Dr. Bonnie Verhunce
Balance and Aging
Updated: Oct 2, 2019
According to the Centers for Disease Control and Prevention (CDC), falls are the leading cause
of death related to injury among the elderly, and over a third of those aged 65 and older fall every year. Problems with balance are not uncommon in older adults and are one of the primary reasons they seek consultation with a doctor. This is not surprising, since balance issues can seriously affect the activities of everyday living, such as walking, getting up from a chair, navigating stairs and bending over.
Balance disorders in older people are often due to inner ear problems. These include:
Benign Paroxysmal Positional Vertigo (BPPV). Tiny particles of calcium called otoconia break free in the inner ear and hit the inner ear’s sensors, which are responsible for telling you where you are in space, creating a sensation of dizziness and an intense feeling of vertigo when you change position.
Labyrinthitis. A swelling and irritation of the inner ear.
Menière’s Disease. An inner ear disorder characterized by low-pitched tinnitus, vertigo, intermittent hearing loss (it comes and goes) and a feeling of fullness in the ear.
Loss of balance can also be a result of vision problems such as macular degeneration, cataracts, glaucoma and diabetic retinopathy. Cardiac problems, low blood sugar and some medications can also lead to a loss of balance.
Dr. Neil Cherian, from the Neurological Center for Pain at the Cleveland Clinic, specializing in tinnitus, dizziness, and vestibular and balance disorders says, “As you age, common disorders such as vision loss, arthritis, and a diminished number of nerve endings in the feet can negatively affect your balance.”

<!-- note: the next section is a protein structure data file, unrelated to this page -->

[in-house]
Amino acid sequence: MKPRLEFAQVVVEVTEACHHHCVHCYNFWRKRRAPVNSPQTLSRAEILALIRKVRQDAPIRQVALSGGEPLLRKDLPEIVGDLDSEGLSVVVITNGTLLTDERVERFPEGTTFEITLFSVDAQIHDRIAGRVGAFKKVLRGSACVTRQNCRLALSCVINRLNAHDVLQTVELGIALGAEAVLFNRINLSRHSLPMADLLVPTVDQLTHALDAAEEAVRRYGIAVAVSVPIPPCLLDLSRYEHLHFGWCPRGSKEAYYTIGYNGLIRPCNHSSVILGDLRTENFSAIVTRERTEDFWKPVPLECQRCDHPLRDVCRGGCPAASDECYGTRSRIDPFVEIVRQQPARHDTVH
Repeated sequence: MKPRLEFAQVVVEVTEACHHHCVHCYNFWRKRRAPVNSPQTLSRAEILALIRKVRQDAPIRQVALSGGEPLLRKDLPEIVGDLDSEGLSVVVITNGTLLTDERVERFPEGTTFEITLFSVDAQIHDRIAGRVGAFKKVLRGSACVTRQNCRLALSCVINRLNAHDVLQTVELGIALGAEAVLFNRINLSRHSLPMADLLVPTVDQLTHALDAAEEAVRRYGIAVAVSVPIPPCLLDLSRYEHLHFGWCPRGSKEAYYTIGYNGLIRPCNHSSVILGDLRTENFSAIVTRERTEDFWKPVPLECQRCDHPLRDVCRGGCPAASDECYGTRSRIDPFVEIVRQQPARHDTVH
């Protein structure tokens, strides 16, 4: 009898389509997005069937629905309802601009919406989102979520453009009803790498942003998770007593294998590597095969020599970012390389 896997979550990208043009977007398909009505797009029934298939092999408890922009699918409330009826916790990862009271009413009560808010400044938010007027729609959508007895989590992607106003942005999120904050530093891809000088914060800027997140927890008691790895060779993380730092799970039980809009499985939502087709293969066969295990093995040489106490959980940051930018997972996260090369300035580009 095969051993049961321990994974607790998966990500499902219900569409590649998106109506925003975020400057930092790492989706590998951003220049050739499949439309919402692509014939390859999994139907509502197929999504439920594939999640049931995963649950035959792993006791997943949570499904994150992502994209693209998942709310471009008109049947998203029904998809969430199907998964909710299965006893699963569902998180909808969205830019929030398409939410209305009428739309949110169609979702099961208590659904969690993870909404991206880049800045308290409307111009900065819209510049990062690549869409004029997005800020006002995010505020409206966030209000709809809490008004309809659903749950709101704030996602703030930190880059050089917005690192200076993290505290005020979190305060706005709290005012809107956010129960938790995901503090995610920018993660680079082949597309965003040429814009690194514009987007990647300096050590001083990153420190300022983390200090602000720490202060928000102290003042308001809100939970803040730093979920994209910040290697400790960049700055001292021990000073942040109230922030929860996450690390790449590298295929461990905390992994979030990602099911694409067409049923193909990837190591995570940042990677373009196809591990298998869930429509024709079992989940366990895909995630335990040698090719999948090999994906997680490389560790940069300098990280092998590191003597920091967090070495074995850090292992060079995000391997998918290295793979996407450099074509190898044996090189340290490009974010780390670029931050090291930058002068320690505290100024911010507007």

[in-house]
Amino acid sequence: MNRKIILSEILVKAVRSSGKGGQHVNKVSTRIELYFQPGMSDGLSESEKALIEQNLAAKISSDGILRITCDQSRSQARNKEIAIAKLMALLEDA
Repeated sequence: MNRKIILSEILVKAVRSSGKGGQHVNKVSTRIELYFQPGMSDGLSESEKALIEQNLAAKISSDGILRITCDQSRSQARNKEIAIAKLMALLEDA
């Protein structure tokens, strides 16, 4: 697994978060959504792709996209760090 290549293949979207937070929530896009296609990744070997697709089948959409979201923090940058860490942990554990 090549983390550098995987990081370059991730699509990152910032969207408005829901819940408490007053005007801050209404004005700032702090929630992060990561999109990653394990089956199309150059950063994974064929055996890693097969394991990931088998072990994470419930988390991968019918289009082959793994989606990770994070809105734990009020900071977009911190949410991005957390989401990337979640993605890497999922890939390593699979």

Our vestibular system is what keeps us from falling over. It is a system of fluid-filled tubes that work with specialized nerves in the inner ear to tell the brain what position we are in. As we age, that system can begin to break down. Both blood flow and the number of nerves in the inner ear begin to decline after age 55. However, certain activities can help to preserve your sense of balance and allow you to maintain your agility into older age.
“Cardiovascular workouts like hiking and climbing can help maintain and even improve your equilibrium,” Dr. Cherian notes. Joint mobility and muscle strength are necessary in order to keep in balance, and many seniors struggle with limited mobility and arthritis. However, there are activities that improve and strengthen these abilities and are appropriate for seniors, such as Tai Chi, yoga, water aerobics, dancing and gardening, all of which can help to keep your sense of balance honed. Your local senior center, recreation center or health club will usually offer a variety of activities geared toward older adults.
Following are some exercises to help maintain balance that can be practiced at home:
Stand with your back to a wall, with your heels about 8 inches from it. Lift the balls of your feet off the ground as high as you can and hold for 10 seconds. Repeat 5 times.
Using the back of a chair, a railing or wall to steady yourself, move up and down on the balls of your feet. Repeat as many times as you can. When you begin to feel steadier, try the exercise standing on one leg at a time.
Practice walking up and down stairs to strengthen you thigh and hip muscles.
Repeatedly getting up from a chair can also strengthen hip and thigh muscles. Try to use your hand as little as possible when doing this for the greatest benefit.
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